The Devil is in the Details
Done poorly, roofing details can shorten the lifespan of your roofA roof construction detail is a smaller section of the overall roof shown at a larger scale in order to depict how the components fit together. Typical roof details include drains, penetrations and edges. Compared to the overall size of a roof, the details account for a small portion of the square footage but a large percentage of the problems. Roof details often include a large proportion of membrane seams which is where a majority of roofing problems occur. Avoiding problems is a matter of understanding best practices, providing clear detail drawings, setting expectations with the applicator and having clear lines of communication. I spoke with roof expert Nick Lovato, senior vice president of Bluefin LLC in Denver, to learn the most common problem details and his recommendations for providing quality design and installation. Drains Roof drains play an important role in quickly moving water off of a low-slope roof. Ponding water can accelerate the deterioration of the roofing membrane and exceed the weight limit of the building structure. The design of the drain detail is critical due to the frequency and volume of water that this part of the roof is subject to. “Leaving the roof drain detail to the discretion of the roofer can lead to poor installation,” says Lovato. “Often the roofing contractor will simply shave down the insulation eight inches from the drain and pull the membrane tight to the drain to act as the flashing.” Lovato said that is not a good drain detail, because it leaves the membrane bridging and susceptible to stress and hail damage. “When the membrane is under stress it is more susceptible to UV degradation,” he continues. “A better detail is to set the drains 2 inches below the finished elevation of the roof and use tapered insulation to make a nice gradual sump that will draw the water into the drain. You avoid bridging of the membrane and have very little if any ponding water.” Roof drain designed and installed with tapered insulation. Roof drain designed and installed with tapered insulation. Scuppers Scuppers tend to be a complicated detail and an important one given their role to get excess water off of the roof. “This is an area that I always pay close attention to at final inspection,” says Lovato. “There are a lot of 90-degree angles and flashing to different materials. You have one chance of getting it right.” Contractors frequently forget to flash to the outside wall weather barrier, according to Lovato. “I often see an attempt to seal to the exterior brick or siding wall cladding,” he says. “Eventually, the sealant used will fail and water will enter the building envelope.” It is important that the scupper sleeve be flashed and sealed at the plane of the weather barrier. This will require coordination between the building envelope trades. Lovato adds that proper flashing to the top of the scupper collector boxes is also critical. “I often see this left wide open,” he says. “This will lead to water intrusion. The water can get behind the collector box, make it to the scupper sleeve and then back inside the building.” Roof scupper detail. Gravel Stop One of the most problematic details for any membrane roof is the low-profile gravel stop, (a.k.a. fascia or drip edge), where water cascades over the edge of the roof. The following problems often occur with this detail:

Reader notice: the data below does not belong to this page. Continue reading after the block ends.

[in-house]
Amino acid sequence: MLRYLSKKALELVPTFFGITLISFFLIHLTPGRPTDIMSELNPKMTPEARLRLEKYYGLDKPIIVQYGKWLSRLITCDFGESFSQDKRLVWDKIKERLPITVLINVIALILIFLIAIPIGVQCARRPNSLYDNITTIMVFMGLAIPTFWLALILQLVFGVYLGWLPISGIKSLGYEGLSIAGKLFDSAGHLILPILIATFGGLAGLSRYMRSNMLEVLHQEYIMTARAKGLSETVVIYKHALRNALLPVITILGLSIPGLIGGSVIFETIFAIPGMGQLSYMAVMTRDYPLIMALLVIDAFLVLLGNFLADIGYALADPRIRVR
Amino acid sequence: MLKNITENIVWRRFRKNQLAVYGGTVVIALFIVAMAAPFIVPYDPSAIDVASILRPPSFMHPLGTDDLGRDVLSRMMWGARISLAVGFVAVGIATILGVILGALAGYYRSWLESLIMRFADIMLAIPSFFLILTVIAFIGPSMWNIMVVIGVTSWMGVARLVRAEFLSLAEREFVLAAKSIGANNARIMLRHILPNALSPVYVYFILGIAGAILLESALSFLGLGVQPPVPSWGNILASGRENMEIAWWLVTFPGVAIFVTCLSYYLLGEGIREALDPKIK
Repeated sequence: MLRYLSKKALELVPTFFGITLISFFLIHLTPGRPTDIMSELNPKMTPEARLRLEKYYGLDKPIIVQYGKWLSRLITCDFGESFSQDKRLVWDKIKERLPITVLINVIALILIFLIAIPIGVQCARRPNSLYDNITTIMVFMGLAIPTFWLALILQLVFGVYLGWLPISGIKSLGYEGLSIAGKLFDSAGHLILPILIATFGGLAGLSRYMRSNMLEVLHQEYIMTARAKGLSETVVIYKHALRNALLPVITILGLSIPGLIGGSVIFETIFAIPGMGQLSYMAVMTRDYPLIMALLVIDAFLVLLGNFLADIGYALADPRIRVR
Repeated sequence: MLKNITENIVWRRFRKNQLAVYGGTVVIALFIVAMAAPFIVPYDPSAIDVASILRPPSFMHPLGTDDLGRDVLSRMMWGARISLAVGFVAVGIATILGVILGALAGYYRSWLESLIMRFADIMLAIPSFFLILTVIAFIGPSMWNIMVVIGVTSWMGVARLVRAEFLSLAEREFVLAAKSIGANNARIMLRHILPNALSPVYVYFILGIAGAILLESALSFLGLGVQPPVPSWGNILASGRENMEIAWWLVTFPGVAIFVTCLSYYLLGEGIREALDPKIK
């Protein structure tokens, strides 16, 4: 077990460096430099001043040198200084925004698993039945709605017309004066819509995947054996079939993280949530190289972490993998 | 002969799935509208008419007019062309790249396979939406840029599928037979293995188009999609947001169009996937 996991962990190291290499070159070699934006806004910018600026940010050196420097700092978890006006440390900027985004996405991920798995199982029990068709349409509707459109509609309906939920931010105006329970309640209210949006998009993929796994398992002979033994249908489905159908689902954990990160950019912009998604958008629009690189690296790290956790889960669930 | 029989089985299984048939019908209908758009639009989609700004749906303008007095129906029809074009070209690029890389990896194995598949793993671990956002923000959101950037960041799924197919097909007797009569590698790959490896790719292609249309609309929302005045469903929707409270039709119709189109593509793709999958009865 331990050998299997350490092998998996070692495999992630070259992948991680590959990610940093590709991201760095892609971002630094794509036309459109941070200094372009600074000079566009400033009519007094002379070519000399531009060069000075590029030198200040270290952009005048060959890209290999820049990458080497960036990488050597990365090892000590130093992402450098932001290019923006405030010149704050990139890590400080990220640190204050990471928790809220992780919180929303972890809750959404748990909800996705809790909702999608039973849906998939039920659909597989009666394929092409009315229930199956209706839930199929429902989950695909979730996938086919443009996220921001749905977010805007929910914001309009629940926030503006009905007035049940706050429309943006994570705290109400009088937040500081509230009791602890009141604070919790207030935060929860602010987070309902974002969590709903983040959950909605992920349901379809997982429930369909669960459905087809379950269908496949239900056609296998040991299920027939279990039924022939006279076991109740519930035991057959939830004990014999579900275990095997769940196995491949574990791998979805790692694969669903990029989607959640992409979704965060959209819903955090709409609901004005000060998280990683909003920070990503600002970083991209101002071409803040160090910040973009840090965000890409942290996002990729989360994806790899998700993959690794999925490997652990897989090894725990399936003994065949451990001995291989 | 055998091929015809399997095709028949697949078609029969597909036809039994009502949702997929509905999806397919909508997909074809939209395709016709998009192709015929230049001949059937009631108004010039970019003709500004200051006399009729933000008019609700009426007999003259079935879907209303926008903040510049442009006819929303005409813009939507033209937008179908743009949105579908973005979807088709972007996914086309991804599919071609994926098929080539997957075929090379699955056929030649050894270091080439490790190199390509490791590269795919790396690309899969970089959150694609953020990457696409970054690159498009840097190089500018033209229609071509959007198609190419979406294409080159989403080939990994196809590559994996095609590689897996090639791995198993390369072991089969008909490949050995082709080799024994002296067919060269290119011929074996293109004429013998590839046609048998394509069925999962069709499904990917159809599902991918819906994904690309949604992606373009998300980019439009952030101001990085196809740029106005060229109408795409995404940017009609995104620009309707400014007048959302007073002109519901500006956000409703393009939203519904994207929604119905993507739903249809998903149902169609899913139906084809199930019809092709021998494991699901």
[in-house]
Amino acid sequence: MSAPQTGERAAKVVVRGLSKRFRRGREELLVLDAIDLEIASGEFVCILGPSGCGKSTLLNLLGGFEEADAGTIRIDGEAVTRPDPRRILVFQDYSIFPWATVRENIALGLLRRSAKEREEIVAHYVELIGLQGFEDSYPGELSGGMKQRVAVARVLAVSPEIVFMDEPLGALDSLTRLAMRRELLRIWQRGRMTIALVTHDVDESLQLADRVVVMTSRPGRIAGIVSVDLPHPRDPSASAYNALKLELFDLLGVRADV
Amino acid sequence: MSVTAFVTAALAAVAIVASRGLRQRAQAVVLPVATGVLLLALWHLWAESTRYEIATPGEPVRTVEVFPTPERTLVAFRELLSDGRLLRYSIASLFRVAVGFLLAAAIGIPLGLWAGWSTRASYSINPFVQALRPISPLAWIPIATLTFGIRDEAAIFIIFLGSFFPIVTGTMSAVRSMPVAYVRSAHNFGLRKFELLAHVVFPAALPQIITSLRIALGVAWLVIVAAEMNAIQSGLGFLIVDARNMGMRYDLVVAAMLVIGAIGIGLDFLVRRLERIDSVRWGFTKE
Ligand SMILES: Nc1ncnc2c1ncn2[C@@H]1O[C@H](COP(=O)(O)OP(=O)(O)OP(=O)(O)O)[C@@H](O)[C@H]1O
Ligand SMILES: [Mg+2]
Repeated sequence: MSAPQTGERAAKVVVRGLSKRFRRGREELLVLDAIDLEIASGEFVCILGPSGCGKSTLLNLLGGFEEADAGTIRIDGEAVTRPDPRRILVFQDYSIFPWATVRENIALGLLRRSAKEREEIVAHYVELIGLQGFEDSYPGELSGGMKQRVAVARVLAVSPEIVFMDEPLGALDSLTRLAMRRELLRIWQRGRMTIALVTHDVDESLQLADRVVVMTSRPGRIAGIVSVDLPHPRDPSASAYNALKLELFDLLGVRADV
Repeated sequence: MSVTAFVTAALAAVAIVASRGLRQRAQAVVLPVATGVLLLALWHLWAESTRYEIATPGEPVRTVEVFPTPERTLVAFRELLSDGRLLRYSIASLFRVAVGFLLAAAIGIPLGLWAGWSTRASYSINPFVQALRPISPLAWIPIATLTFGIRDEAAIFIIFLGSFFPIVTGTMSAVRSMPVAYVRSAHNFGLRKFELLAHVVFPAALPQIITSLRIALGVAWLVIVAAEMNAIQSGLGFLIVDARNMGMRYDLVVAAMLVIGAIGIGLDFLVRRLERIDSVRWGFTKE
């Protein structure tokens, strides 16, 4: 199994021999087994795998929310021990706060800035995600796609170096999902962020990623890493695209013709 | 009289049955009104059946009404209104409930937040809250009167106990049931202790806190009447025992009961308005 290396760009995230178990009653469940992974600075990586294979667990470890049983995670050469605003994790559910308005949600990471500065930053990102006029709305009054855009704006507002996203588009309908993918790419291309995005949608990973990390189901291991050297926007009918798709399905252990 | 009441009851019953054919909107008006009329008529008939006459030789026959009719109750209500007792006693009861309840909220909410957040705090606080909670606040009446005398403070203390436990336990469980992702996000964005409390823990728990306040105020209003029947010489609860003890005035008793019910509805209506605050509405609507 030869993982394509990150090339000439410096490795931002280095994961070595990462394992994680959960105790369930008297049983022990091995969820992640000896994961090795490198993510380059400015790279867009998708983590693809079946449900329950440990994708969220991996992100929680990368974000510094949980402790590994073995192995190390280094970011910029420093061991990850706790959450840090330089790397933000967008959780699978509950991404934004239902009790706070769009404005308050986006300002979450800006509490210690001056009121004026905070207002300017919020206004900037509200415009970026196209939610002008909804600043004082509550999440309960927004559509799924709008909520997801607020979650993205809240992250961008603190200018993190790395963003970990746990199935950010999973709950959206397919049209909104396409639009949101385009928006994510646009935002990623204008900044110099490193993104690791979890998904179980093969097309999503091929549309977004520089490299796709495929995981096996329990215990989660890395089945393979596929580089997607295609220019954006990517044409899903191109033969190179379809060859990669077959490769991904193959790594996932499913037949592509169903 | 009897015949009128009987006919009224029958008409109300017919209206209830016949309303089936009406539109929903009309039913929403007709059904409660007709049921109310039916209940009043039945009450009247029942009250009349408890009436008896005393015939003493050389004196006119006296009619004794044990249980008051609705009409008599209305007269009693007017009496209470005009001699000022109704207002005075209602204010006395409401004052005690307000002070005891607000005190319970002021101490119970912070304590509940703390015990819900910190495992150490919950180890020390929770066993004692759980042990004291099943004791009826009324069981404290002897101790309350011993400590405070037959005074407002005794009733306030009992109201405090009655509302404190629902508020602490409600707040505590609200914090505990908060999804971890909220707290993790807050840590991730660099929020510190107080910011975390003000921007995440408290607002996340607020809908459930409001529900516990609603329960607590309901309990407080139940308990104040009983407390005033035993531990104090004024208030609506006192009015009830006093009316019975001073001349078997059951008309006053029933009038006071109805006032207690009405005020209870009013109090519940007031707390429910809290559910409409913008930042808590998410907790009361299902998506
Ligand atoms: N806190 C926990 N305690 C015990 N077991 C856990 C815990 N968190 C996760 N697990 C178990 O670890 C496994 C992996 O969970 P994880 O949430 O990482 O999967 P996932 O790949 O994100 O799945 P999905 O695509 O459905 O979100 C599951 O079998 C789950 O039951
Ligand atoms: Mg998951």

- Fissures often occur at lap joints shortly after their application, due to fatigue caused by expansion and contraction of the metal, particularly when the deck flange is not adequately restrained by nails.
- The membrane flashing or stripping sometimes delaminates due to improper application, (e.g.: lack of primer or poor adhesion).
- Pinholes will occur at lap joints along the deck flange due to bridging and lack of adhesion.
- Water can seep through “dry” lap joints in the metal gravel stop when sealant or mastic is not bedded in the lap. Leaks are exacerbated when the gravel stop has a high profile that dams water.
- Corrosion of the exposed galvanized metal, resulting in pin-holes.
- Proper closures are not provided at the naked end of the base flashing where the eave meets an adjacent wall (see figure below:)
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